As the school day came to a close, Oak Park High School students awaited their parents. Students without cars were left to wait on campus. Students and faculty who drove home were stuck in deadlock traffic, particularly around Chesebro Road and Agoura Hills.

“Almost half of our students live outside of Oak Park,” Superintendent Tony Knight said.

Fortunately, the elementary schools had teacher conferences which ended at noon that day. If not, Knight noted, “We would maybe have thousands of elementary kids not picked up.”

“We’ve always told parents that if for some reason you can’t get here [school], we’ll take care of your kids,” Knight said. “We have everything we need.”

Knight and Principal Kevin Buchanan ordered pizzas for the roughly 50-60 kids stuck at the high school — Knight referred to it as turning an “inconvenience” into a “party.”

“It was really nice to have the pizza there, it was appreciated,” senior Michael Goldberg said.

In a press release Oct. 27, Condor Squadron President Chris Rushing wrote that the organization maintains operations within Federal Aviation Administration regulations and is “dedicated to preserving and honoring America’s Military aviation history.”

“The Condor Squadron would like to sincerely apologize any inconvenience suffered by commuters as a result of the accident,” Rushing wrote. “We absolutely understand the frustration and inconvenience that this has caused many of our fellow Southern California residents.”

“The accident aircraft was given its airworthiness certificate in 1958. It has been extensively rebuilt over the years, with components continually replaced, refurbished, and overhauled,” Rushing wrote. “The engine that failed was installed in 2011 and had less than 700 hours since it was replaced. In the interest of constantly improving aviation safety, the NTSB is currently investigating the cause of the failure.”

OPHS senior Juliette Gabai drove herself and her two siblings home from school where they “took the scenic route.”

“We obviously tried to use Maps and Waze and everything, and at the time, it told us the best way to go home was through Mulholland,” Gabai said. “The thing about Mulholland, is that you’re far in, you can’t just go somewhere else, you can’t turn a different way, you are stuck.”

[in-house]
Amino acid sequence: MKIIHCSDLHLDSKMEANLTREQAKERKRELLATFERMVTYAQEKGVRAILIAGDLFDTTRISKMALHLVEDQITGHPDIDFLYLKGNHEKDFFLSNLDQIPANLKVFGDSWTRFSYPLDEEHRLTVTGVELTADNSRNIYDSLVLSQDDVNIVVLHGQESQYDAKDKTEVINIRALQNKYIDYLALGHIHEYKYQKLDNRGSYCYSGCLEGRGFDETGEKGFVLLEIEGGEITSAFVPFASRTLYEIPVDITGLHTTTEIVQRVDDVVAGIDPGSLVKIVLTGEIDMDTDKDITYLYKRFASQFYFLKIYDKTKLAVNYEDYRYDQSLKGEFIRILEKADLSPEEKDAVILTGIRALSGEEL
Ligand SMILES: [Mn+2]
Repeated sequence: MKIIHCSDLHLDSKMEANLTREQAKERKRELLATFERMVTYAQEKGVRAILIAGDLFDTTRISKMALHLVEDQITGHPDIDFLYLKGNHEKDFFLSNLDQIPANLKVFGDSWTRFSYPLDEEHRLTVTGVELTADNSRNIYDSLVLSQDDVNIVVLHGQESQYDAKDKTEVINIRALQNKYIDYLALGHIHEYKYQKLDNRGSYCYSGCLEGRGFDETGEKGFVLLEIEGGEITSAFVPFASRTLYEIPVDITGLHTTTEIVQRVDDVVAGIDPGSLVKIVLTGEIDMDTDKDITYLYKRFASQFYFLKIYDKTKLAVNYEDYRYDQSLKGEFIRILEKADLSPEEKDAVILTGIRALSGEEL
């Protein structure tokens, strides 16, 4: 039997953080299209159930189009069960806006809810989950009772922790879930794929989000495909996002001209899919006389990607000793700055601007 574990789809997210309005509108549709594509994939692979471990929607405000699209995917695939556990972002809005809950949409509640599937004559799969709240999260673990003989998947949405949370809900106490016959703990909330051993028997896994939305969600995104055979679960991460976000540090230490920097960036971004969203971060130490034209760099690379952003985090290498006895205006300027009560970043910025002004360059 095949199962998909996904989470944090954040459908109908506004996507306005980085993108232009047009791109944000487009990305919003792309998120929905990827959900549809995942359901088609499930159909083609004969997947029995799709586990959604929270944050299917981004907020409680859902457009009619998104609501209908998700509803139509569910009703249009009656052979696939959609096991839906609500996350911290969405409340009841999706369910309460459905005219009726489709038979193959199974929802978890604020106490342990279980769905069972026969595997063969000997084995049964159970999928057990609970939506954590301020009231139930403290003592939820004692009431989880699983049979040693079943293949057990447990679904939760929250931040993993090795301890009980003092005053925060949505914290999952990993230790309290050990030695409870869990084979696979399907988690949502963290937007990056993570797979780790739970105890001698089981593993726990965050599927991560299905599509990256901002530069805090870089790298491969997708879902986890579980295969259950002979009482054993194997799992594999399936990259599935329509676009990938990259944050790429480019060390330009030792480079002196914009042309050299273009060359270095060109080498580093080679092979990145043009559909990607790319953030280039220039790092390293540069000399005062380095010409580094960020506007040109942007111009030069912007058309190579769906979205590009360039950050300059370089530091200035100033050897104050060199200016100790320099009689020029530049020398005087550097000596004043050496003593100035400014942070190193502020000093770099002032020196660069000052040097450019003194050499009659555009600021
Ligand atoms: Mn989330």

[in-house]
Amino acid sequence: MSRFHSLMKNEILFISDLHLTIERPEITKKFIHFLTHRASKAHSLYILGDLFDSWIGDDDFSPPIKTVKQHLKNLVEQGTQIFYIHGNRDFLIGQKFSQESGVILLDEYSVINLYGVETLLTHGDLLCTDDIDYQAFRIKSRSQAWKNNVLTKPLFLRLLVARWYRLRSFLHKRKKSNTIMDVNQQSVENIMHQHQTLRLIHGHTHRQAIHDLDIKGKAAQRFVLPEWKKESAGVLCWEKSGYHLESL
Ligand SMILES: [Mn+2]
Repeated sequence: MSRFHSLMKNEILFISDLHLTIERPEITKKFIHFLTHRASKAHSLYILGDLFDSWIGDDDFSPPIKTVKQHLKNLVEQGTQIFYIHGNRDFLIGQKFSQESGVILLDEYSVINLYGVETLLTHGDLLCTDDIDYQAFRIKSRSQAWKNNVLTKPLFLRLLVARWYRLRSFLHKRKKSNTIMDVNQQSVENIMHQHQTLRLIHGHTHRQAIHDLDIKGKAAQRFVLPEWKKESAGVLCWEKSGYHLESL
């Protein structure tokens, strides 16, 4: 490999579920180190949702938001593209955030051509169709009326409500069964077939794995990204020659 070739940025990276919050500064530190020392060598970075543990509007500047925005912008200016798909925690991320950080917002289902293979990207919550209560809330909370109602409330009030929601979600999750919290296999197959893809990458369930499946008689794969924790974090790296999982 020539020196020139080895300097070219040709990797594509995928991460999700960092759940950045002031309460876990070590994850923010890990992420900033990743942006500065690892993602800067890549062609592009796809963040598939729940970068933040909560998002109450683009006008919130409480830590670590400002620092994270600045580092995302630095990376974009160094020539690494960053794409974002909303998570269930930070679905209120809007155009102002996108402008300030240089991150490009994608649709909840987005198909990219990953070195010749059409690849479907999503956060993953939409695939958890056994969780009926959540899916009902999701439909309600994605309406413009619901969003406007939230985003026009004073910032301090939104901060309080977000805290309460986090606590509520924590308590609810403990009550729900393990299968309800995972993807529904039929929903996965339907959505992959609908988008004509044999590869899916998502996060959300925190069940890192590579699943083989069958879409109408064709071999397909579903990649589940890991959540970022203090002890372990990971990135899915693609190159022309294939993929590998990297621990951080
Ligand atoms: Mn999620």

Agoura High School junior Leila Reisbord lives less than a minute away from AHS, right by the Chesebro exit from the 101 freeway. Resibord said her mom called her and was concerned because, upon hearing the plane crash, she thought her daughter had crashed her car.

Despite the delay, Reisbord had a positive outlook on the situation.

“It made a 15-minute trip turn into a two and a half hour trip,” Reisbord said. “It was a real pain in the butt, but I got to look for new ways around Agoura.”

By 5 p.m., CHP had opened two southbound lanes and one northbound lane for those still stuck in 101 traffic. All lanes were reportedly reopened by 11 p.m., allowing traffic to begin to flow freely along both sides of the highway.

“Airplanes break … and you’re just always prepared for it and if anything like that ever happens again, I’ll have the experience to fall back on,” Sandberg said. “You can only practice it, but having done it in real life and successfully lived through it and not hurt anybody, I think it makes me better prepared if it happens next time.”

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About the Contributor
Olivia Buccieri, Editor-in-Chief

Olivia Buccieri is a senior at Oak Park High School. She is currently the Editor-in-Chief of the Oak Park Talon. She served as a senior staff writer her...

1 Comment

One Response to “Vintage plane hits center divider on 101 freeway”

  1. Linda Jacobson on November 8th, 2018 12:56 PM

    Thank you for the great article about the plane that made an emergency landing on the 101. I’ve read everything I can about the incident because the pilot, Rob Sandberg, is my son. Your article is by far the most accurate and well researched of any I’ve read. I appreciate your diligence and taking the time to get to know Rob. I’m sure it was a huge problem for everyone in the community. For us, it was a really great day, considering Rob’s safety. Your school sounds like a good place. It sure has some terrific reporters!